I'm not saying there isn't further to go for women's equality, but a lot of the key feminist cause celebres are issues for everyoneBy Julia Hartley-Brewer: I had to break some terrible news to my young daughter this morning.
At the tender age of nine, I knew that what I was going to tell her would shake her world to the core and affect her life forever.
We live, I gently explained, in a patriarchal society that limits women's choices and that she will never be truly free to be all that she can be simply because she was born a girl.
My daughter shook her head in bemused disbelief and, with a disdainful roll of her eyes, went off to clean her teeth as she pondered whether to be a doctor, a stable girl or Prime Minister when she grows up. - I guess she must have missed the memo.So what had prompted this grand revelation from mother to daughter? Well, last night I attended a Guardian newspaper-sponsored event at the National Theatre to discuss whether feminism is “the new F-word”. Everyone else there had definitely got the memo. The whole place positively oozed with patriarchal oppression.
Here we were, a bunch of highly educated, well paid, successful women sitting in a theatre moaning about how women are being held back by sexism. Cue the irony klaxon.
I was, for my sins, one of six panellists who debated, along with host Jane Garvey of Radio 4’s Woman’s Hour, the role and aims of modern day feminism in front of an audience of a few hundred people whose idea of a good night out is paying £15 to go to the National Theatre on a wet Thursday in December to discuss feminism. Whatever floats your boat, I suppose.
I normally turn down these sorts of invitations because, to be brutally frank, I would rather pull out my own fingernails. But for some reason I had said yes.
So I spent most of the evening being lectured on how to be a proper feminist by a 17 year old fellow panellist.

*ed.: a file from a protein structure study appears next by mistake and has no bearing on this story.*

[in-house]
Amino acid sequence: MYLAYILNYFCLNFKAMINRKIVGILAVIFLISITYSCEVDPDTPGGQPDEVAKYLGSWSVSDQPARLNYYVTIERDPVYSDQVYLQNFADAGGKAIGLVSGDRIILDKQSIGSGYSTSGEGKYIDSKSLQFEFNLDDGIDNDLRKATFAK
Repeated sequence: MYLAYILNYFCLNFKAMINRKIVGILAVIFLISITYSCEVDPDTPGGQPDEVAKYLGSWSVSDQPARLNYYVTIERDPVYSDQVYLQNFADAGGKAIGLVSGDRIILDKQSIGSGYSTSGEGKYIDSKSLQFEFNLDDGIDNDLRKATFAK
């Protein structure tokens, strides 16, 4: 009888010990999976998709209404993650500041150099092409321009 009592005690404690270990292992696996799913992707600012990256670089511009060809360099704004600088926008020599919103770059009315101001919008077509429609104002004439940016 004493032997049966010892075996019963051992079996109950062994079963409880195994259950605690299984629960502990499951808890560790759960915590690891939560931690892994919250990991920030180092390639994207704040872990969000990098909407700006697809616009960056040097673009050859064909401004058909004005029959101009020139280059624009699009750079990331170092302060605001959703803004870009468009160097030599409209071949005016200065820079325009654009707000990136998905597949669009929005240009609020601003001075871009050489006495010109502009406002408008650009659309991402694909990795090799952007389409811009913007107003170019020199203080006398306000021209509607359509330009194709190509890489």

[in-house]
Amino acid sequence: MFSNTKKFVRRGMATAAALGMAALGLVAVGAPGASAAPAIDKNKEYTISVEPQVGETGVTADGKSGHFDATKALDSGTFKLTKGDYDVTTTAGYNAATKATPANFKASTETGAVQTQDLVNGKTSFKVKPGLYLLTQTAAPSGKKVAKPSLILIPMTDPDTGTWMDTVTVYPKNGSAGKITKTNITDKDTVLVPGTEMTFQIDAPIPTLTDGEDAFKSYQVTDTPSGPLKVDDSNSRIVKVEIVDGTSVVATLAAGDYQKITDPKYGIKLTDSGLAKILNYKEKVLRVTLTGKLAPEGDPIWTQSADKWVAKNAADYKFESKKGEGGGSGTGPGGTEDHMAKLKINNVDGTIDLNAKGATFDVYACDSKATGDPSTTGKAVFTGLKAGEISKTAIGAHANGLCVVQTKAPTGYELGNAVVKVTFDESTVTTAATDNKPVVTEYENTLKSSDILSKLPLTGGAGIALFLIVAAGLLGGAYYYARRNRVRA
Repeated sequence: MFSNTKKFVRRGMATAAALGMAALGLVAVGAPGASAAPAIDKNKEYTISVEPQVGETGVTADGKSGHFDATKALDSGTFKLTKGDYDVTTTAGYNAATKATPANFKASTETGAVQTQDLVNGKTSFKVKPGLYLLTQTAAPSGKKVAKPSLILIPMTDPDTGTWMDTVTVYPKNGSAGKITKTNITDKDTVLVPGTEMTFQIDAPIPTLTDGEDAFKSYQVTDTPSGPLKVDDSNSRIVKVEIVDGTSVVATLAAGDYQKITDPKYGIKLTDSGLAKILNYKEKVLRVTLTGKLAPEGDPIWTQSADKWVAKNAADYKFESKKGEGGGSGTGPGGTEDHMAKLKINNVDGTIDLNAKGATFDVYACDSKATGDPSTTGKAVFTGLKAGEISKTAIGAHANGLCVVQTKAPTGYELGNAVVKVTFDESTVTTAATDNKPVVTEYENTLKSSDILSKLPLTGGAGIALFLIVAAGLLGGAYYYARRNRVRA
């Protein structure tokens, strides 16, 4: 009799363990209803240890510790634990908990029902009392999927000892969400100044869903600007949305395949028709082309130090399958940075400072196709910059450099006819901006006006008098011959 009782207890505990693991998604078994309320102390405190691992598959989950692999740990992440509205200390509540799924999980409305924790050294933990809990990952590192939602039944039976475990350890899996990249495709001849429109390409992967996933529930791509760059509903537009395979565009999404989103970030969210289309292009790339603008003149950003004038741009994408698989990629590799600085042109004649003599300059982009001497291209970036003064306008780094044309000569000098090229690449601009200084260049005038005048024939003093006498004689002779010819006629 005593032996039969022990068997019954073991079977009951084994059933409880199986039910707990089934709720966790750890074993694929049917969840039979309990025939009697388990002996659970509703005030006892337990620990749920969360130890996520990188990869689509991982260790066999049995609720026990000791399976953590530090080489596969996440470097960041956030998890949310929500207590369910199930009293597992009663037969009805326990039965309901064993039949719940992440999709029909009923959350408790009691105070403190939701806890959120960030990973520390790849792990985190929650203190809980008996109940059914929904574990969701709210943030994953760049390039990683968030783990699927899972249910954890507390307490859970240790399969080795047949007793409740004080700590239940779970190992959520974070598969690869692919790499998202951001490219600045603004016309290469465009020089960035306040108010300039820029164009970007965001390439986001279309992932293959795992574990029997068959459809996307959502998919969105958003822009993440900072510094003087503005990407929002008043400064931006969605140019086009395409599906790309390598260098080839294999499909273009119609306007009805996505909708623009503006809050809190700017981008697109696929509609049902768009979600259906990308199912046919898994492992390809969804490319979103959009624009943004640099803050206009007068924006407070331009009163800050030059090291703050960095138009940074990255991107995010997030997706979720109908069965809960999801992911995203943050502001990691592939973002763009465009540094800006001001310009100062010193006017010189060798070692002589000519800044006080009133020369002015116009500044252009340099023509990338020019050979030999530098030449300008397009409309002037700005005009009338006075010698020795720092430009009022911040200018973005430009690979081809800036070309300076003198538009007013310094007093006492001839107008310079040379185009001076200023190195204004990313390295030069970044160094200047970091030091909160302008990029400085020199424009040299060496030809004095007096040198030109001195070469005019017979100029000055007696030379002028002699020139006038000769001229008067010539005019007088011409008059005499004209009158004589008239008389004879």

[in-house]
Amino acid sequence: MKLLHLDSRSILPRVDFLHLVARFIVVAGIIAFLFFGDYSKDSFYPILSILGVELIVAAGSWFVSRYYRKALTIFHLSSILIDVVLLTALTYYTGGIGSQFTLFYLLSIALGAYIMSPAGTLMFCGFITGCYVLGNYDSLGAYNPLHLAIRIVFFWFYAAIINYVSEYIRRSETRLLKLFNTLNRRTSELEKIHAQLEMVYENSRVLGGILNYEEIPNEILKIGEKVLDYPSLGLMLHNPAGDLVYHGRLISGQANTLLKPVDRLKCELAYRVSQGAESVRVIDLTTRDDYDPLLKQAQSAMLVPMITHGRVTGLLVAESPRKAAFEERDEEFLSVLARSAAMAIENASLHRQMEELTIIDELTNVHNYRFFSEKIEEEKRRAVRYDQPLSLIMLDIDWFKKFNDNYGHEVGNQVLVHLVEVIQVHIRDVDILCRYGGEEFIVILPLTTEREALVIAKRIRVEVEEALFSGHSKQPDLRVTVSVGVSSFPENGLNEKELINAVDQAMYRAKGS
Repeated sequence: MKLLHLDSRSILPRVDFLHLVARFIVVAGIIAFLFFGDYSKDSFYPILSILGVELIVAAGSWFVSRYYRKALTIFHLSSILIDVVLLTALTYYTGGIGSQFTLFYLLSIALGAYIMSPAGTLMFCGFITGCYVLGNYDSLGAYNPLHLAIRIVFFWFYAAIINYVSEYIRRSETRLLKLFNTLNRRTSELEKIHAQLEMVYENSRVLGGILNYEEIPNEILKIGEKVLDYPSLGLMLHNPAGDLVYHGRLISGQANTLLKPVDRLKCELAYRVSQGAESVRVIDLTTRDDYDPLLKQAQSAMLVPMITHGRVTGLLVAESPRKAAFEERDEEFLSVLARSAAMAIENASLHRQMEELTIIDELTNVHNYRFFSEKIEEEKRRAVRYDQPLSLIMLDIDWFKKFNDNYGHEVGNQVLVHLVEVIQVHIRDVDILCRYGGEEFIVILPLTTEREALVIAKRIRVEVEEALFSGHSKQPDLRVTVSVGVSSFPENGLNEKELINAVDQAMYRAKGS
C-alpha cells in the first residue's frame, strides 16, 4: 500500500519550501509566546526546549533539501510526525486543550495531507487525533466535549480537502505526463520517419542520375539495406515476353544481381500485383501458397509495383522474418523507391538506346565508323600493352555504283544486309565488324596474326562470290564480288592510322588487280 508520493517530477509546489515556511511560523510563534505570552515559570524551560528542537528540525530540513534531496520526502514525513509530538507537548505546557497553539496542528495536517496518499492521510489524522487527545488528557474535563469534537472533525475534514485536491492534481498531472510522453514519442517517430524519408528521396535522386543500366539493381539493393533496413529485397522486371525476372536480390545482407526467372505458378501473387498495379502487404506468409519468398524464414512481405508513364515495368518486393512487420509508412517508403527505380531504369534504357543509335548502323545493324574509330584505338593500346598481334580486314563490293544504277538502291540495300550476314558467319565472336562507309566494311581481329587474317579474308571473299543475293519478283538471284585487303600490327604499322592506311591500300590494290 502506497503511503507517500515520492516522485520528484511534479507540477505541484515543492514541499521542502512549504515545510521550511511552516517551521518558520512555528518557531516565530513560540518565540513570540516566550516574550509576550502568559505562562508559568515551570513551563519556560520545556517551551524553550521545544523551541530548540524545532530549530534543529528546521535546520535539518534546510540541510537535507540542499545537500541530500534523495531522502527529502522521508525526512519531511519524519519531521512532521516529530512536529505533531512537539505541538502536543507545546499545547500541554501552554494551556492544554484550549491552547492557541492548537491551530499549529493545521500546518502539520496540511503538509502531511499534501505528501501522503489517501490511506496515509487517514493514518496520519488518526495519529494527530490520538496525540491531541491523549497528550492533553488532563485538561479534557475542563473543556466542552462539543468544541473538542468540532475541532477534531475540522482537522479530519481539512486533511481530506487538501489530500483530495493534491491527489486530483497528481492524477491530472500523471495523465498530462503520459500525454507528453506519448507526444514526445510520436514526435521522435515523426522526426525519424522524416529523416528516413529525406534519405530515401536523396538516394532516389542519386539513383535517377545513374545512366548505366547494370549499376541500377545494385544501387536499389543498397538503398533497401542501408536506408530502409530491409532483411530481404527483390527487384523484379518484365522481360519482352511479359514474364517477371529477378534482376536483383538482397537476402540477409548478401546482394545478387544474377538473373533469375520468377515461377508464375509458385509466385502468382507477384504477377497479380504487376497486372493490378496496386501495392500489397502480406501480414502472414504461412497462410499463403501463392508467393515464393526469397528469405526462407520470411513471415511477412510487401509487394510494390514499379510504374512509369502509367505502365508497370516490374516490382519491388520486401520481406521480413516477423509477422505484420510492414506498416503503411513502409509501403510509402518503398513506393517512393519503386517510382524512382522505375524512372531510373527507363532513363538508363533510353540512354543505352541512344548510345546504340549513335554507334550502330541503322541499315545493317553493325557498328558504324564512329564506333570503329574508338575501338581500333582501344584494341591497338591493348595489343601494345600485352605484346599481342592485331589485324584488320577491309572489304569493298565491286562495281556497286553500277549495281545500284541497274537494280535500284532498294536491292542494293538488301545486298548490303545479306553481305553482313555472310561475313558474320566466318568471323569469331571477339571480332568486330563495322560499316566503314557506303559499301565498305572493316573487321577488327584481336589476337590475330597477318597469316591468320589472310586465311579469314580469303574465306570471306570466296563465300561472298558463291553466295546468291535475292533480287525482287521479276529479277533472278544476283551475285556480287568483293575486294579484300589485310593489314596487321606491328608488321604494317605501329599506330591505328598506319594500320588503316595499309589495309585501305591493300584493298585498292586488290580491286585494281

If only I could have met her before I became the third ever female political editor of a national newspaper in Britain! If only my mother had been able to seek her advice when, as a divorced mum of two, she decided to become a doctor in the 1970s! If only we had known then what that 17 year old knows now!
She was, to be fair, a very bright, articulate and sincere 17 year old but, nevertheless, a teenager. Luckily that didn't stop her knowing that women only become the main carers for their children because they are forced to be, by their limited life choices, dominated as they are by the patriarchy.
It definitely isn’t because women, by and large, really quite like being mothers and enjoy spending time with their kids. No, that would be silly – despite the fact that poll after poll has shown that most women would prefer to work part-time and take a pay cut precisely so they can see more of their children. But what do they know?
According to some of the angrier audience members, women are also being forced to do all the housework. Presumably, all of these women's husbands are standing over them, threatening them with violence if they don't do the laundry. My suggestion that they either choose to marry different men or simply stop doing the housework was met with utter incredulity.
Who, came one angry question, did I represent? I explained that I didn’t represent anyone but myself and that no one on the panel was speaking for any particular group of women because we, just like men, are all individuals and don’t necessarily all think the same way just because we share the same intimate body parts.